Egbert Bickley started flying an upside-down American flag atop the roof of his home a few weeks ago. He said it symbolized both his and the country's distress, but nobody understood his message.
Then about a week ago, in front of the Donald Trump campaign sign affixed to the porch of his Seneca-Babcock home, he put up a noose and gallows.
Now, he's getting plenty of attention.
On Friday, a state legislator and two Erie County legislators issued a joint statement condemning Bickley's display.
State Sen. Timothy Kennedy and Legislators Barbara Miller-Williams and Patrick Burke said the gallows and noose are "clearly a racist symbol meant to invoke painful memories of lynching that have scarred the country for centuries."
Masten Councilman Ulysees O. Wingo Sr. also spoke out against Bickley's display.
Wingo, who has recently been protesting racism in America, including police shootings of African-Americans, by standing and raising his fist during the Pledge of Allegiance at Buffalo Common Council meetings, and not reciting the pledge, said what Bickley is saying is not a political statement, but a statement of hate.
“There is no way that guy didn’t intend for that to be racist,” Wingo said. “He said it was meant to offend everyone, but it will offend African-Americans more than anyone else."
“Regardless of what he thinks his message is, the message he is sending to people is one of hate, division and racism.”
This type of behavior, Wingo said, is why his protest continues.
“Hanging nooses on your front yard, reminding Americans of a time when we would openly kill blacks, it’s why we are protesting,” Wingo said. “He clearly is sending a message that he doesn’t value black lives. Who else got hung with nooses in America? He is clearly not valuing black lives.”
Bickley told The Buffalo News that the noose display is not a statement of racism and that's he's not a racist.
“So the noose actually comes along with my stress factor of everything that I’m tolerating with the ignorance that America doesn’t want to see," Bickley said. "That’s all great. It's all good, but not in my backyard."
The noose and gallows – a symbol widely accepted as having racial connotations because of its use in lynchings in the American south – have no racial meaning, according to the 52-year-old Bickley.
“I don’t want to hang anybody," he said. "We’re all hanging together, though, is my point.”
In addition to the noose, Bickley put up a gravestone that reads "your name here." A scythe leans nearby against his wooden porch. The gallows is actually a Halloween decoration he's used on his lawn in prior years, he said. (He also has an electric chair and a guillotine that aren't on display, he said.)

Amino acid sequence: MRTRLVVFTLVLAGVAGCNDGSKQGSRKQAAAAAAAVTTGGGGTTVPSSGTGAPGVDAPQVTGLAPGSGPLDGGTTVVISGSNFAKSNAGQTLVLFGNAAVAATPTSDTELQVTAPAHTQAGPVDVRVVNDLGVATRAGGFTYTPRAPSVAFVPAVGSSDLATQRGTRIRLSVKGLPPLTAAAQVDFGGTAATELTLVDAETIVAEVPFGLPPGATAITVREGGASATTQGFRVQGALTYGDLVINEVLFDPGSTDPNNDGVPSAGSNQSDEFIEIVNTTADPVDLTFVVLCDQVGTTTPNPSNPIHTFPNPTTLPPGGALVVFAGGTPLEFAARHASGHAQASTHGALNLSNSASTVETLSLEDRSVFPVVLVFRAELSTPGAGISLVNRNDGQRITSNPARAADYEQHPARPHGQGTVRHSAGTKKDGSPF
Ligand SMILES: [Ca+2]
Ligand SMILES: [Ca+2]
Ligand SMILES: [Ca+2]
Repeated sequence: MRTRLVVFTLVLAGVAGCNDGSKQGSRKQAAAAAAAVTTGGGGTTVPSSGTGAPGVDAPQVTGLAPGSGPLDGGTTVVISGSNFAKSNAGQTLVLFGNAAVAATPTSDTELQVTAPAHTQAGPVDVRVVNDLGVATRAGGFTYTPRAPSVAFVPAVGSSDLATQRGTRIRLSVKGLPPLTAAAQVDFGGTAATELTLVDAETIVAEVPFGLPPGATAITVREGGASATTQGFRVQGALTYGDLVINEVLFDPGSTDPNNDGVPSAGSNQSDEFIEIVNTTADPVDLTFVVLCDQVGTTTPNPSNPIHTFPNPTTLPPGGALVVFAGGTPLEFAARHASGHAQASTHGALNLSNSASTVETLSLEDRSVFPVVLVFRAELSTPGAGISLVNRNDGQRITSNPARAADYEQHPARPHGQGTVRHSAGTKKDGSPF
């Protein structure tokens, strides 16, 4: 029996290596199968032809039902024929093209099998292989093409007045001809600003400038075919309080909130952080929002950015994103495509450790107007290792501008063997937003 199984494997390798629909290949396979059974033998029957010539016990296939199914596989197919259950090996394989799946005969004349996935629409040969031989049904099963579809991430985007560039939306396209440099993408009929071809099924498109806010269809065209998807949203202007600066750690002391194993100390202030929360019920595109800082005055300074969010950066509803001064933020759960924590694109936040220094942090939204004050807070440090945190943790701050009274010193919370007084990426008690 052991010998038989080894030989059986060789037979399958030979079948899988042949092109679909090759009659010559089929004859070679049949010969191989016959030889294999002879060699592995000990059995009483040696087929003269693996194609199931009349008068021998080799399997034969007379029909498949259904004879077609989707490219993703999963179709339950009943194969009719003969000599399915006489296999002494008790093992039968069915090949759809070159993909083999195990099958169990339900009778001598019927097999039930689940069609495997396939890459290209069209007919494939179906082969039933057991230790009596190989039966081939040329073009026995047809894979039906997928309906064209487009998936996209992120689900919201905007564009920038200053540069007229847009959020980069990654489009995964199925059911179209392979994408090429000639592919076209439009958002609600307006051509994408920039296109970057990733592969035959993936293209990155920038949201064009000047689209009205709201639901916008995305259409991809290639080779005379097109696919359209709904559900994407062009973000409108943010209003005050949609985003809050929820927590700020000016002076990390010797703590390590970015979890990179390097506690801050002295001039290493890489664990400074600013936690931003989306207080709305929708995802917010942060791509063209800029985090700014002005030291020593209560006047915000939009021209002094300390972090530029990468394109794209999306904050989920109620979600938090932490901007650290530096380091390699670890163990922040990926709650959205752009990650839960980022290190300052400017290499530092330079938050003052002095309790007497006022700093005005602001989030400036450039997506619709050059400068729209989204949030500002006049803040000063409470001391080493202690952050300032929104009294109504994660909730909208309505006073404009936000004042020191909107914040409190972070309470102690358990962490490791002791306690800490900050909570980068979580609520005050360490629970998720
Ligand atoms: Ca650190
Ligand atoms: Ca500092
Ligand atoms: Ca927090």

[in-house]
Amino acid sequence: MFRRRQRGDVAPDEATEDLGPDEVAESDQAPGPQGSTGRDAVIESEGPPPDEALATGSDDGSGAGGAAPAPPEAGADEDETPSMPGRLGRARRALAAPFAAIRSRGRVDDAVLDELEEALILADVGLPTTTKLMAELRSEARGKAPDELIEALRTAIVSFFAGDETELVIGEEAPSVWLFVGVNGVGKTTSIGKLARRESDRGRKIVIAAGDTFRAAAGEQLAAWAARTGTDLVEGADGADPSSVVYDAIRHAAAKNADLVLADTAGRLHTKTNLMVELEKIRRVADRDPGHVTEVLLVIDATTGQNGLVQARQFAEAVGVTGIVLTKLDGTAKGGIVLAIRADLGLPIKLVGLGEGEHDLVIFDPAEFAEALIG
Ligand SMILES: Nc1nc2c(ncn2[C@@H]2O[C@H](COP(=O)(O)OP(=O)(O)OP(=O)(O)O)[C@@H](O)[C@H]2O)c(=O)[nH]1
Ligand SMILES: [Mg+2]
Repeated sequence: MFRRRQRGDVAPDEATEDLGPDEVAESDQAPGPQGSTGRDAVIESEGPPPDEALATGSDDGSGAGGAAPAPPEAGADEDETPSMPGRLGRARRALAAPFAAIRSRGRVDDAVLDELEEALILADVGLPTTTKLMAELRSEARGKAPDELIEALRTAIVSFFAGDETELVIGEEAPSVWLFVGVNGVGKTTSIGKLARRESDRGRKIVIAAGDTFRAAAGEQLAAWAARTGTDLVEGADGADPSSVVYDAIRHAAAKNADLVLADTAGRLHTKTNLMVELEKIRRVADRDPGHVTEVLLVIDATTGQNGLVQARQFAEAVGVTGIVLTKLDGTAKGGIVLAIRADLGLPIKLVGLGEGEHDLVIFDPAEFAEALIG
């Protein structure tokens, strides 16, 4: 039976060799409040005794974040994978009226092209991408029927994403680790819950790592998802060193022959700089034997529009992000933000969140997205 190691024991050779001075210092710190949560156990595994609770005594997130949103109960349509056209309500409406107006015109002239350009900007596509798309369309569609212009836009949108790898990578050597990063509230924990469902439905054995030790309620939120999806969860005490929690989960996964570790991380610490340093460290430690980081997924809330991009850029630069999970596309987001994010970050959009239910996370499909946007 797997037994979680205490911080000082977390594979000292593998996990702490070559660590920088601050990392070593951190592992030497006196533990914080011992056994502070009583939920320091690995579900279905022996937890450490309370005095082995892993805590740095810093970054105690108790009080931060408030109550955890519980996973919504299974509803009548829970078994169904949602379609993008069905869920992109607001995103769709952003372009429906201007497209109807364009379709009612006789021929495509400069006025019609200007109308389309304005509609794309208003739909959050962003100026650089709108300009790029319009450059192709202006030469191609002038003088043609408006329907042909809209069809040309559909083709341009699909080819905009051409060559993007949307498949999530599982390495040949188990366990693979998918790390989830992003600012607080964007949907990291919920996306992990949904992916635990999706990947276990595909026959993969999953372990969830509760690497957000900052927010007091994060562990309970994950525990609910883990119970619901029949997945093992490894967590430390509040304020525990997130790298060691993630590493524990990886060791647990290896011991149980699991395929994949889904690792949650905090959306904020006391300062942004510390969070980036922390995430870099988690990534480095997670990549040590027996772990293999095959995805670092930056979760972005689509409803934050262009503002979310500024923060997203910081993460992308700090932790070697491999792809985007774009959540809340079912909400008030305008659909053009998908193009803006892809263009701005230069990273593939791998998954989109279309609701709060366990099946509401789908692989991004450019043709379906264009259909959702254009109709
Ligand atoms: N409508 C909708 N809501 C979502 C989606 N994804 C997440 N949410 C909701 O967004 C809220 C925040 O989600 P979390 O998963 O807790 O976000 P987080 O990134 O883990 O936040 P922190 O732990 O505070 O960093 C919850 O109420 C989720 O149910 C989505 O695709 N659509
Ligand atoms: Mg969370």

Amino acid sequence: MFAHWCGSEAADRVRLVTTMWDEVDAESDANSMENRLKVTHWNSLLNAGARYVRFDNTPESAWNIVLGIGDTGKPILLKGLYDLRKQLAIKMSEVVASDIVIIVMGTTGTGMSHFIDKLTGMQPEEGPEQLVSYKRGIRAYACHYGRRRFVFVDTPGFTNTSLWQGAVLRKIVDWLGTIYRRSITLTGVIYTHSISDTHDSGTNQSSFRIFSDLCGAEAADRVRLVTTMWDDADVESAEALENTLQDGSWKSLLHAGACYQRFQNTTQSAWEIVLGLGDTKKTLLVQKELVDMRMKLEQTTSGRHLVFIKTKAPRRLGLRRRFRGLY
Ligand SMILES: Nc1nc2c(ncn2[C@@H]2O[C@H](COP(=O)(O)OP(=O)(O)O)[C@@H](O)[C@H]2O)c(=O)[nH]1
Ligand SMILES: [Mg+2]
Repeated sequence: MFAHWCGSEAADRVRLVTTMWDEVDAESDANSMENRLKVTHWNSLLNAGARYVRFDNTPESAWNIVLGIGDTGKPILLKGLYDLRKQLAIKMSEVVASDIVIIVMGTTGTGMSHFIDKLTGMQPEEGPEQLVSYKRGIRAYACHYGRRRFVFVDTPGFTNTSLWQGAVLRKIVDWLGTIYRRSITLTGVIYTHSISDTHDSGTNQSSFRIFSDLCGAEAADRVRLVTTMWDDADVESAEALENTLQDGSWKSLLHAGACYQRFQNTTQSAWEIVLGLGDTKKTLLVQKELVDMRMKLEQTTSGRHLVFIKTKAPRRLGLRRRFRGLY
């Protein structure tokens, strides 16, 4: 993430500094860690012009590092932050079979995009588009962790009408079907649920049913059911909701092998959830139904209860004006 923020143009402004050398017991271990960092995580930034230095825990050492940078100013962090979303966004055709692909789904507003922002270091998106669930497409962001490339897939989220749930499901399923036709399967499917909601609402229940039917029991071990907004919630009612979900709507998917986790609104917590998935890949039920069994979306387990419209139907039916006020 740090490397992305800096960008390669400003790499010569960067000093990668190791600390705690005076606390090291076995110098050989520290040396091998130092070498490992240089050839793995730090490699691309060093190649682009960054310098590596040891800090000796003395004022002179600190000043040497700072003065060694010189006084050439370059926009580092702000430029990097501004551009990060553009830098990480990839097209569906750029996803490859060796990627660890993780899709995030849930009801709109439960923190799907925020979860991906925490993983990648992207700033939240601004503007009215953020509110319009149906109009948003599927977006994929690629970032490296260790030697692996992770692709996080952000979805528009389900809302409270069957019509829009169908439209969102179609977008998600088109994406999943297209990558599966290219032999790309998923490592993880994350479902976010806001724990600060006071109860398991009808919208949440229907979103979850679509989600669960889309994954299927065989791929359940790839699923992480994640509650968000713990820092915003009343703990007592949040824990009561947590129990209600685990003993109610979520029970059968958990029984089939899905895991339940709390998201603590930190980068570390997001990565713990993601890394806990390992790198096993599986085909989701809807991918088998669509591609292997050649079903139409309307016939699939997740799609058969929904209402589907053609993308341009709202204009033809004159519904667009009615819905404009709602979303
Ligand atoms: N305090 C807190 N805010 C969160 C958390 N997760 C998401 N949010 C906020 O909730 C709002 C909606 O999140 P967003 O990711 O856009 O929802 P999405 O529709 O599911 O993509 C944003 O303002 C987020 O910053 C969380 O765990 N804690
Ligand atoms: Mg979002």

The upside-down American flag flies above a red, white and blue Trump flag. Two Trump signs hang from Bickley's porch. The first message he put up on his house was "#TrumpMafia," which he painted above two windows on the second floor. He's also got a sign hanging on his porch with the same message.
He said he's troubled by what's happening in his neighborhood.
"If you walk around and see what’s happening, you’ve got heroin addicts every other corner. You got girls out there selling [themselves] right on the corner now. It’s not a neighborhood it used to be. It’s not a great Irish neighborhood. It’s the new East Side. And in five, 10 years from now we will look like the East Side. We’ll be half run down, half destroyed and everybody will be out of here, like I am."
Bickley said he's sold his house and he has to move out in a couple weeks.
There are a variety of issues - both personal and concern with things in this country – that led to create this public display, Bickley said.
His house on Babcock Street has been cited for code violations three times in four years. Bickley admits his house needed a lot of work when he bought it in 2010. He moved into it in 2012 and has been working on it. Only one side of the house's siding remains unfinished, he said.
"I got foreclosure homes all around me and I’m the one that’s being written up," he said. "That’s just making me go crazy."
He also has some long-standing personal health issues. He said he's on disability assistance and doesn't have much money.
"I understand that people are offended by the noose, but why are they offended by a racial manner?" Bickley said on the street outside his home late Friday morning. "That was our way of law. We hung everyone that was a criminal that was put to death."
"Never once did that racial thought come across my mind," he continued. "For everyone to say that, aren’t they the problem with racism?"
Bickley said he grew up on Genesee Street and he only went to one year of high school. He got kicked out of Seneca-Vocational because he was arrested for trespassing.
He said he supports immigration limits from the Middle East, but not because he has any problem with Muslims.
"We need to slow down," he said.
Art Robinson, president of the Seneca Babcock Block Club, said Bickley recently came to one of the group's meetings and raised concerns about the city. He said he's known Bickley for years and he hasn't been a problem for the neighborhood. Robinson called him "harmless."
"He’s just an angry person. I don’t know what he’s angry about," Robinson said.
Robinson, who said he has Hillary Clinton and Brian Higgins campaign signs displayed at a property he owns, said everyone has the right to express political opinions. He said he doesn't believe there's a racial component to Bickley's message.
At least some of Bickley's neighbors agree.
Kelly Galluzzi lives across the street and has a Trump sign on her front lawn. She said the neighborhood's been riddled by problems caused by abandoned properties.
"I totally agree with him, but I know this ain't racist," Galluzzi said.
News Staff Reporter Susan Schulman contributed to this report.